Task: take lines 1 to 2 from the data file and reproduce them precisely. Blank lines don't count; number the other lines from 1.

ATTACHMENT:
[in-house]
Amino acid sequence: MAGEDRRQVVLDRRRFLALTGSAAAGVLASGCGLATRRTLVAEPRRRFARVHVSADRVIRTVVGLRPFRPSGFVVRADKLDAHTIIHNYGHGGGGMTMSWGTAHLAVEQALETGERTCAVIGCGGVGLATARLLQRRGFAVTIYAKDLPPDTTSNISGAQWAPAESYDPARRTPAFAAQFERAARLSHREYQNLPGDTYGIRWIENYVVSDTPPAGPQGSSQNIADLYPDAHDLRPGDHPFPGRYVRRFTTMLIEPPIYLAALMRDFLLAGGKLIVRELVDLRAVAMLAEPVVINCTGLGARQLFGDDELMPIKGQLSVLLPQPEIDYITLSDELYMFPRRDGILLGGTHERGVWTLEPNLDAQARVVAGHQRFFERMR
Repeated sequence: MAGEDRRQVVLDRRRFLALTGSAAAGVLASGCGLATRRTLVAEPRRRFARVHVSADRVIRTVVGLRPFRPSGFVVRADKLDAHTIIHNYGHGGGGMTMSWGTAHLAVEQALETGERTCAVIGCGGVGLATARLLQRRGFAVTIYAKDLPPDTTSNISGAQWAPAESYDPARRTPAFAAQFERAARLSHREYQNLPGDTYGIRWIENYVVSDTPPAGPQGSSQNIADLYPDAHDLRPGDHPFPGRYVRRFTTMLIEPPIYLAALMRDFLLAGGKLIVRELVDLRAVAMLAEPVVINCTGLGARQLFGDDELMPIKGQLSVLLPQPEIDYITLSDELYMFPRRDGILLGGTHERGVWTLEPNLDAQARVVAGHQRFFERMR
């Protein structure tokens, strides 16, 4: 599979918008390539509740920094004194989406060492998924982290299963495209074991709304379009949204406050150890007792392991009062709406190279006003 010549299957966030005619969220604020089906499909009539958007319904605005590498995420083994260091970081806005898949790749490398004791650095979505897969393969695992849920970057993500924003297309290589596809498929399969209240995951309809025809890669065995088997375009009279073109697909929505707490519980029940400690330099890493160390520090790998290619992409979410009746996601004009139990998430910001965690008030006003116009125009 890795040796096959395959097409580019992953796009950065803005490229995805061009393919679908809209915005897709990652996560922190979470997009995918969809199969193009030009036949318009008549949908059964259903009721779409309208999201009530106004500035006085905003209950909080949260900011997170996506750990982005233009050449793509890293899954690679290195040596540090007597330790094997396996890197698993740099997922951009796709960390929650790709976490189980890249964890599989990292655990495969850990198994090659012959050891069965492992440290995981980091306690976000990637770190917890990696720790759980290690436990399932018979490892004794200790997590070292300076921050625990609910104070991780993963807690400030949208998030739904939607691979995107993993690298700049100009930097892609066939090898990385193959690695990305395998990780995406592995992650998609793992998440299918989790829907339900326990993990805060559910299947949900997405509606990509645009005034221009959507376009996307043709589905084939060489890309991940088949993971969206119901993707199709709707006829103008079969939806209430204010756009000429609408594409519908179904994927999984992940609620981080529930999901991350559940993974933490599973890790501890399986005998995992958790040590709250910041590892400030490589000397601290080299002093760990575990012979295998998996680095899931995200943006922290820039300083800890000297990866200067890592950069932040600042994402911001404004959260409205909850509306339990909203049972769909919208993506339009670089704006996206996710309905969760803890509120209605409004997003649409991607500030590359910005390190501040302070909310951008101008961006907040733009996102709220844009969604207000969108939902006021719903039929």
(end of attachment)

[in-house]
Amino acid sequence: MAGEDRRQVVLDRRRFLALTGSAAAGVLASGCGLATRRTLVAEPRRRFARVHVSADRVIRTVVGLRPFRPSGFVVRADKLDAHTIIHNYGHGGGGMTMSWGTAHLAVEQALETGERTCAVIGCGGVGLATARLLQRRGFAVTIYAKDLPPDTTSNISGAQWAPAESYDPARRTPAFAAQFERAARLSHREYQNLPGDTYGIRWIENYVVSDTPPAGPQGSSQNIADLYPDAHDLRPGDHPFPGRYVRRFTTMLIEPPIYLAALMRDFLLAGGKLIVRELVDLRAVAMLAEPVVINCTGLGARQLFGDDELMPIKGQLSVLLPQPEIDYITLSDELYMFPRRDGILLGGTHERGVWTLEPNLDAQARVVAGHQRFFERMR